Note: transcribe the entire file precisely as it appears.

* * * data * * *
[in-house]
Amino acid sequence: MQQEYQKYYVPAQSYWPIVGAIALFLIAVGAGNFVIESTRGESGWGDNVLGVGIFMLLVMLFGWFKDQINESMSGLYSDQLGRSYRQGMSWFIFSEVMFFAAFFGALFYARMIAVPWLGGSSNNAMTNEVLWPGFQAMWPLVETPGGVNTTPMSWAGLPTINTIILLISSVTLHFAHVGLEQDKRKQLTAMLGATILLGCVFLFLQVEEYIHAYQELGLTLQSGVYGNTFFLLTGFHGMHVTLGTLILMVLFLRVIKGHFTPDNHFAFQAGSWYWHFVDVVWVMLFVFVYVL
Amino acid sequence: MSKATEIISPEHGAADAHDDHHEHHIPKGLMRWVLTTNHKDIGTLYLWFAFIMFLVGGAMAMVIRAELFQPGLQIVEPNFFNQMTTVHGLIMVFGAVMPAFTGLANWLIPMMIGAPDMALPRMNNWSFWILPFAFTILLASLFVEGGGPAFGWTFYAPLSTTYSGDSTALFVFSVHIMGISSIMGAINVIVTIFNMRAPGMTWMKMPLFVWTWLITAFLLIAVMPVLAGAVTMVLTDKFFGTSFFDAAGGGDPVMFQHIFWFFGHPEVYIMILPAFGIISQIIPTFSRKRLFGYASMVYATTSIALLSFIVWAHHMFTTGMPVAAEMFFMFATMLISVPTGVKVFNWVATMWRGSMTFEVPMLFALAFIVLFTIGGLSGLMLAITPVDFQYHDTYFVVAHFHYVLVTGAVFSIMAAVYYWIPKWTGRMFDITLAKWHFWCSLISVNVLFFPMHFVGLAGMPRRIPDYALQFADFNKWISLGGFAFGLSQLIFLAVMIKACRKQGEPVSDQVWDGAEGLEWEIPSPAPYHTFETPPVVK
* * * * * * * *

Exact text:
[in-house]
Amino acid sequence: MQQEYQKYYVPAQSYWPIVGAIALFLIAVGAGNFVIESTRGESGWGDNVLGVGIFMLLVMLFGWFKDQINESMSGLYSDQLGRSYRQGMSWFIFSEVMFFAAFFGALFYARMIAVPWLGGSSNNAMTNEVLWPGFQAMWPLVETPGGVNTTPMSWAGLPTINTIILLISSVTLHFAHVGLEQDKRKQLTAMLGATILLGCVFLFLQVEEYIHAYQELGLTLQSGVYGNTFFLLTGFHGMHVTLGTLILMVLFLRVIKGHFTPDNHFAFQAGSWYWHFVDVVWVMLFVFVYVL
Amino acid sequence: MSKATEIISPEHGAADAHDDHHEHHIPKGLMRWVLTTNHKDIGTLYLWFAFIMFLVGGAMAMVIRAELFQPGLQIVEPNFFNQMTTVHGLIMVFGAVMPAFTGLANWLIPMMIGAPDMALPRMNNWSFWILPFAFTILLASLFVEGGGPAFGWTFYAPLSTTYSGDSTALFVFSVHIMGISSIMGAINVIVTIFNMRAPGMTWMKMPLFVWTWLITAFLLIAVMPVLAGAVTMVLTDKFFGTSFFDAAGGGDPVMFQHIFWFFGHPEVYIMILPAFGIISQIIPTFSRKRLFGYASMVYATTSIALLSFIVWAHHMFTTGMPVAAEMFFMFATMLISVPTGVKVFNWVATMWRGSMTFEVPMLFALAFIVLFTIGGLSGLMLAITPVDFQYHDTYFVVAHFHYVLVTGAVFSIMAAVYYWIPKWTGRMFDITLAKWHFWCSLISVNVLFFPMHFVGLAGMPRRIPDYALQFADFNKWISLGGFAFGLSQLIFLAVMIKACRKQGEPVSDQVWDGAEGLEWEIPSPAPYHTFETPPVVK